Although the gentleman on the left was sitting on a folding chair, the car was slowing down to stop at a traffic light and the man on the right was walking at a brisk pace. This was shot through the window of a coffee shop, where I was enjoying a cup of coffee and an oatmeal cookie. The camera was already at my eye and prefocused when I released the shutter. I didn't notice until I was prepping the photo for posting that the pole in the foreground has a sticker that says "GET 1LL."
Most of the advice I've seen about street photography centers on how to answer the fear so many novice street shooters feel about taking pictures of perfect strangers in public places. Some photographers insist on being surreptitious. Others thrive on being in their subject's faces, often literally. Either side can come up with plenty of arguments why their approach is the right one (for them) and why a different approach is on shakey ethical ground. I suppose photographers like me who embrace both approaches risk double jeopardy and will surely burn in hell for their sins against humanity.
As I await my fiery demise I have a bigger challenge on my mind: how to bring a sense of order to the randomness of city streets. There's no rule that says you have to do this to produce great street photographs; it's just the way I like to work. And it ain't easy.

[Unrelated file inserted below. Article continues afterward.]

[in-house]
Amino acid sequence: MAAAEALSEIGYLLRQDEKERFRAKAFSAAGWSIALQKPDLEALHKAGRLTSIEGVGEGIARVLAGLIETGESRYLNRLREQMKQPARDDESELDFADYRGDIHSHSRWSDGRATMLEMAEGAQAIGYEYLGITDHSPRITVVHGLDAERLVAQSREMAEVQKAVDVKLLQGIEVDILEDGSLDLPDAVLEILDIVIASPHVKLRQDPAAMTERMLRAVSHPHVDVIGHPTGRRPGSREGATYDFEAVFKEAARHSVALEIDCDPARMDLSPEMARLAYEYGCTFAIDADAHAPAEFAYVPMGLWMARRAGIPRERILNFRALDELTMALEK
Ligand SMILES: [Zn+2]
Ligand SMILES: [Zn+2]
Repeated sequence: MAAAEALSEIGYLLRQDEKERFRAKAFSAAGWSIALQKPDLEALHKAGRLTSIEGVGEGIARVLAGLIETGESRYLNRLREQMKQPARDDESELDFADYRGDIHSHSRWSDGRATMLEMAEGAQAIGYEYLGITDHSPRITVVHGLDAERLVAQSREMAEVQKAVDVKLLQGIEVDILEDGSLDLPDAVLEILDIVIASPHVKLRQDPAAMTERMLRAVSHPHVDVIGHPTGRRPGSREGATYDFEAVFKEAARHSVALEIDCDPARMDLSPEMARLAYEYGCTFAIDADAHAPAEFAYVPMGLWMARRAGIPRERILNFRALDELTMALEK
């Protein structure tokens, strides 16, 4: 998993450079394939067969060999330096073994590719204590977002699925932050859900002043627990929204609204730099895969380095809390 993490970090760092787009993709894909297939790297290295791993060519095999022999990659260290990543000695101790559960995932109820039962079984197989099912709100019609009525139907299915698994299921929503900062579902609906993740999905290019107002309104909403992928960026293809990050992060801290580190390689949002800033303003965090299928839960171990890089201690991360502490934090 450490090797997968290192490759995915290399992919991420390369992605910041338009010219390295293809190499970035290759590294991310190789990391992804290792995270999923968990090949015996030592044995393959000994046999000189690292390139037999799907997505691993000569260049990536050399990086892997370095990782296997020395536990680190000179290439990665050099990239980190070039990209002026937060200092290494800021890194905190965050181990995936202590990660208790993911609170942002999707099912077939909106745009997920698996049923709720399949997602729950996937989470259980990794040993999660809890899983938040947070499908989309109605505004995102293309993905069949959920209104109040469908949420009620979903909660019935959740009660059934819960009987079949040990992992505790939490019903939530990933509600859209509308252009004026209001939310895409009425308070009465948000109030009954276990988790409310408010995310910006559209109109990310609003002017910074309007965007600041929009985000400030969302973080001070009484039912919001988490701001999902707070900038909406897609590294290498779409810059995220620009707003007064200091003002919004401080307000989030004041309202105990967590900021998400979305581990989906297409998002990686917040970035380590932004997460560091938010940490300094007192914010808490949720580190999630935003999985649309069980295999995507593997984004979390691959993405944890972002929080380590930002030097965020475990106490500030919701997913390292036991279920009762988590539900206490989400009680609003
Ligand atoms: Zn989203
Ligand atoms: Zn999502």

First of all, nothing stays still for long on city streets. Someone standing motionless will decide to move. Someone in motion will stop or change direction. It's not unusual for someone to move between you and what you're trying to photograph or even stop right in front of you. The same holds true for cars and buses. The direction and quality of light can also change, from direct, angular, and contrasty to indirect, soft, and shadowless. When the light changes so does the exposure.
Second, you the photographer have to keep moving too. Loiter in one spot too long, especially with a camera in your hands, and people begin to notice you. If they don't want to be photographed they may move on or turn their backs to you. If they're curious they may decide to engage you in a conversation, in which case you have to be polite and stop what you're doing long enough to respond.
Third is the fact that the moment when everything comes together may only last for the fraction of a second it takes for the shutter to open and close. A second sooner or later and the composition would be entirely different. You only find out afterwards whether it's a keeper or not.
If there's a "secret" to creating the appearance of order out of all this randomness it's the ability to react without conscious thought to the various elements gelling into a composition. Just as a boxer doesn't think about blocking a punch or throwing one when he sees an opening, your shutter finger should just "know" when to press down.
This approach to photography might seem the complete opposite to the more pre-planned, studied approach of studio and still life photographers. Whether planned or spontaneous, what these approaches have in common is the ability to recognize when everything is just right. Only you the photographer can decide when that moment is. It's then up to the people who view the resulting photograph to decide whether you were right.